Pope Francis asked leaders of world religions to resist “the temptation to fundamentalism” for the sake of peace at an interreligious gathering Thursday in front of the Colosseum.
Peace “summons us to serve the truth and declare what is evil when it is evil, without fear or pretense, even and especially when it is committed by those who profess to follow the same creed as us,” the pope said Oct. 7.
“For the sake of peace, please, in every religious tradition let us defuse the temptation to fundamentalism and every tendency to view a brother or sister as an enemy.”
Speaking on a stage together with Muslim, Jewish, Buddhist, and Hindu representatives, Pope Francis appealed for peace amid the world’s current conflicts.
“Dear brothers and sisters, as believers it is our responsibility to help eradicate hatred from human hearts and to condemn every form of violence. Let us unambiguously urge that arms be set aside and military spending reduced, in order to provide for humanitarian needs, and that instruments of death be turned into instruments of life,” the pope commented.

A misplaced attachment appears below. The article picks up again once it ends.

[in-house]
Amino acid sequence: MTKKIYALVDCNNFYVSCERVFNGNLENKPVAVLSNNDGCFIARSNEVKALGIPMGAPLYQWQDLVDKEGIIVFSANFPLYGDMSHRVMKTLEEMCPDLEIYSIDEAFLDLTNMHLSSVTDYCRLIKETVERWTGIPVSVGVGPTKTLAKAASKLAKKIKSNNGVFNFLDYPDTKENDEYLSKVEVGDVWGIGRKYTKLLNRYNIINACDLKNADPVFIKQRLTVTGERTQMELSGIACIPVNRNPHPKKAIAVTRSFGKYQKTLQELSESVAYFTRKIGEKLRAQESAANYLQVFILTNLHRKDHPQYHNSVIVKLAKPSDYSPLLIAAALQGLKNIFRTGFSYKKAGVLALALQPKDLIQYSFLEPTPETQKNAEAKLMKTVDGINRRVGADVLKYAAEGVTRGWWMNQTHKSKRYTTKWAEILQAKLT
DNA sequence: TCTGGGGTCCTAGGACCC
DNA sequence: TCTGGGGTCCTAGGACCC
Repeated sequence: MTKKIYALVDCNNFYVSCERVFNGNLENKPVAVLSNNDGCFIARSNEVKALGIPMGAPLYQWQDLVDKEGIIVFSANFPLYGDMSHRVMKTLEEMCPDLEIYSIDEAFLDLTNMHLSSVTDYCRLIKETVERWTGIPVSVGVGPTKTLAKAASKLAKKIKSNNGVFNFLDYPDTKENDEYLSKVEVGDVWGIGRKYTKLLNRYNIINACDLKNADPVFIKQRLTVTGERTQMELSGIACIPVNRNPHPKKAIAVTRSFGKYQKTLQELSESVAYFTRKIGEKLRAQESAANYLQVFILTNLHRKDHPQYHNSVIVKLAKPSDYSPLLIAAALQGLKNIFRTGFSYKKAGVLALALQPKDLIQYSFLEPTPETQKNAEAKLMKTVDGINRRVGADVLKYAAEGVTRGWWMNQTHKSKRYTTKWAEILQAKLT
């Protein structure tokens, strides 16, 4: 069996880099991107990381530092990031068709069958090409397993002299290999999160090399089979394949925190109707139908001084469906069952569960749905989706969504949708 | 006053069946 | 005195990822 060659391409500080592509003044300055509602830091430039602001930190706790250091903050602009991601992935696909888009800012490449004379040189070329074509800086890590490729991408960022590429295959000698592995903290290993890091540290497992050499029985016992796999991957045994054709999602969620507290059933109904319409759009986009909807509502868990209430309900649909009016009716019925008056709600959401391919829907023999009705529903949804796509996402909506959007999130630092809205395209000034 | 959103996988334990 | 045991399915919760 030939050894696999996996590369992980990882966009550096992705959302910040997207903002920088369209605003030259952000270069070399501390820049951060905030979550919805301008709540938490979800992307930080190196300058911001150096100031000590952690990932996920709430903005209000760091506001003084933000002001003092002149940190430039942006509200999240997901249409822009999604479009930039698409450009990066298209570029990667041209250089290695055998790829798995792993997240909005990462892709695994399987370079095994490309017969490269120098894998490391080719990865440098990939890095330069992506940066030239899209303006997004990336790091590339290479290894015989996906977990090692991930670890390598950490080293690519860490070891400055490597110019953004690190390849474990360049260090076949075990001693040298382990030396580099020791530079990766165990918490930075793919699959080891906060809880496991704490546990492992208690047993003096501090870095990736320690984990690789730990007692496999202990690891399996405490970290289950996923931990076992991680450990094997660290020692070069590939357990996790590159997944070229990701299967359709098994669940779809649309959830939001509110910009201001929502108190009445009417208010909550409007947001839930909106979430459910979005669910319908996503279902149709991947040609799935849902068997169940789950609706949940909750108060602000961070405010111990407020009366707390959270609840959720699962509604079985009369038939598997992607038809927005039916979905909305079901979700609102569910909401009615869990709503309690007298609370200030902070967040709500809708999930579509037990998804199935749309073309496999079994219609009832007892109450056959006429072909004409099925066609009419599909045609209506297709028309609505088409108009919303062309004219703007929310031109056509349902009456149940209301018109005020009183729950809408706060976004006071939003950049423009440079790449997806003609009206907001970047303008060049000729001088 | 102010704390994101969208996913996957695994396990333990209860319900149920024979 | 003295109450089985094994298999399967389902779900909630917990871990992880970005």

“Fewer arms and more food, less hypocrisy and more transparency, more vaccines distributed fairly and fewer weapons marketed indiscriminately,” he said.
The pope called prayer a source of strength that “disarms hate-filled hearts.”
Ahmed el-Tayeb, the grand imam of al-Azhar in Cairo, Egypt, also spoke.
The Islamic scholar, who signed the landmark Document on Human Fraternity with Pope Francis in 2019, criticized the uneven distribution of COVID-19 vaccines throughout the world.
He said that “the world has suffered a setback despite the efforts made by religious institutions, their representatives and leadership, to foster a collaborative approach and exchange of goods, giving precedence to the public interest over private interests.”
Pope Francis was speaking at the live-streamed closing ceremony of “Peoples as Brothers, Future Earth. Religions and Cultures in Dialogue,” the 35th event promoted by the Sant’Egidio Community in the “spirit of Assisi,” the interreligious gathering convened in St. Francis’ birthplace by Pope John Paul II in 1986.
In his address, the pope said: “Today, in a globalized society that sensationalizes suffering, yet remains incapable of sympathizing with it, we need to ‘construct compassion’ ... We need to listen to others, make their sufferings our own, and look into their faces.”
“We cannot continue to accept wars with the detachment with which we watch the evening news, but rather make an effort to see them through the eyes of the peoples involved,” he said. - Catholic News Agency
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